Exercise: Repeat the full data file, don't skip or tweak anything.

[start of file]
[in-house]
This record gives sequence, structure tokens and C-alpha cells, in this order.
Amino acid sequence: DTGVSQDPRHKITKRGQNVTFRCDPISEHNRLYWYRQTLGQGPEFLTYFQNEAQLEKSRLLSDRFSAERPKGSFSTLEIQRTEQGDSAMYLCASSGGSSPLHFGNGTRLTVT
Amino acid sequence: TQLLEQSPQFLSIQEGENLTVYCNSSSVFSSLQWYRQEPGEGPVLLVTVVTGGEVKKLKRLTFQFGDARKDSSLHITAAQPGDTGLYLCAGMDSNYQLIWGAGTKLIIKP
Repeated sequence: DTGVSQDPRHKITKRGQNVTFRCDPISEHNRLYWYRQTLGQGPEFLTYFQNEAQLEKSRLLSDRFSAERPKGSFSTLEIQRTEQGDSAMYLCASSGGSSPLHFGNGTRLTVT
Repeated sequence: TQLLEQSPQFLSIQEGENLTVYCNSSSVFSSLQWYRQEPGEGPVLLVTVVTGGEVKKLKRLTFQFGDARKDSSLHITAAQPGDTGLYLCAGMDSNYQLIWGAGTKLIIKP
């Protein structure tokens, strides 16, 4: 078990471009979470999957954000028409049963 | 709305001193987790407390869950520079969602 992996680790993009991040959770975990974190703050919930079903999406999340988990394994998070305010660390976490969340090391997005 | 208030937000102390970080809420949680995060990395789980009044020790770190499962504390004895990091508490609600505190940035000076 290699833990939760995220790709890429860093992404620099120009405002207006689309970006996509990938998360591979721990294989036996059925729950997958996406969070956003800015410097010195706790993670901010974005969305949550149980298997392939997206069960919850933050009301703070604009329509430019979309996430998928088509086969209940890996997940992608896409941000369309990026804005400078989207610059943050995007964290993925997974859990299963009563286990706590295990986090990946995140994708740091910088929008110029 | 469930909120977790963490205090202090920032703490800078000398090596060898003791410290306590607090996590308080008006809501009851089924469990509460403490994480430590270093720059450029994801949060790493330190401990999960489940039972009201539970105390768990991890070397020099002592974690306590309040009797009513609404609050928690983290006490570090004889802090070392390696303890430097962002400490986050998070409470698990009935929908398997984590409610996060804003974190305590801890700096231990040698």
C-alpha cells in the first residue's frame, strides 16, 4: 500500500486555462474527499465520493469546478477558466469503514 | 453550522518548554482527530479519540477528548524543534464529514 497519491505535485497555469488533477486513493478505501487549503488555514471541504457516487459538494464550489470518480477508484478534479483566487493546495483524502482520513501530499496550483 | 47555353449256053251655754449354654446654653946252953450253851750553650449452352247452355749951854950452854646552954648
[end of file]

[in-house]
This record gives sequence, structure tokens and C-alpha cells, in this order.
Amino acid sequence: DTGVSQDPRHKITKRGQNVTFRCDPISEHNRLYWYRQTLGQGPEFLTYFQNEAQLEKSRLLSDRFSAERPKGSFSTLEIQRTEQGDSAMYLCASSGGSSPLHFGNGTRLTVT
Amino acid sequence: TQLLEQSPQFLSIQEGENLTVYCNSSSVFSSLQWYRQEPGEGPVLLVTVVTGGEVKKLKRLTFQFGDARKDSSLHITAAQPGDTGLYLCAGMDSNYQLIWGAGTKLIIKP
Repeated sequence: DTGVSQDPRHKITKRGQNVTFRCDPISEHNRLYWYRQTLGQGPEFLTYFQNEAQLEKSRLLSDRFSAERPKGSFSTLEIQRTEQGDSAMYLCASSGGSSPLHFGNGTRLTVT
Repeated sequence: TQLLEQSPQFLSIQEGENLTVYCNSSSVFSSLQWYRQEPGEGPVLLVTVVTGGEVKKLKRLTFQFGDARKDSSLHITAAQPGDTGLYLCAGMDSNYQLIWGAGTKLIIKP
């Protein structure tokens, strides 16, 4: 078990471009979470999957954000028409049963 | 709305001193987790407390869950520079969602 992996680790993009991040959770975990974190703050919930079903999406999340988990394994998070305010660390976490969340090391997005 | 208030937000102390970080809420949680995060990395789980009044020790770190499962504390004895990091508490609600505190940035000076 290699833990939760995220790709890429860093992404620099120009405002207006689309970006996509990938998360591979721990294989036996059925729950997958996406969070956003800015410097010195706790993670901010974005969305949550149980298997392939997206069960919850933050009301703070604009329509430019979309996430998928088509086969209940890996997940992608896409941000369309990026804005400078989207610059943050995007964290993925997974859990299963009563286990706590295990986090990946995140994708740091910088929008110029 | 469930909120977790963490205090202090920032703490800078000398090596060898003791410290306590607090996590308080008006809501009851089924469990509460403490994480430590270093720059450029994801949060790493330190401990999960489940039972009201539970105390768990991890070397020099002592974690306590309040009797009513609404609050928690983290006490570090004889802090070392390696303890430097962002400490986050998070409470698990009935929908398997984590409610996060804003974190305590801890700096231990040698």
C-alpha cells in the first residue's frame, strides 16, 4: 500500500486555462474527499465520493469546478477558466469503514 | 453550522518548554482527530479519540477528548524543534464529514 497519491505535485497555469488533477486513493478505501487549503488555514471541504457516487459538494464550489470518480477508484478534479483566487493546495483524502482520513501530499496550483 | 47555353449256053251655754449354654446654653946252953450253851750553650449452352247452355749951854950452854646552954648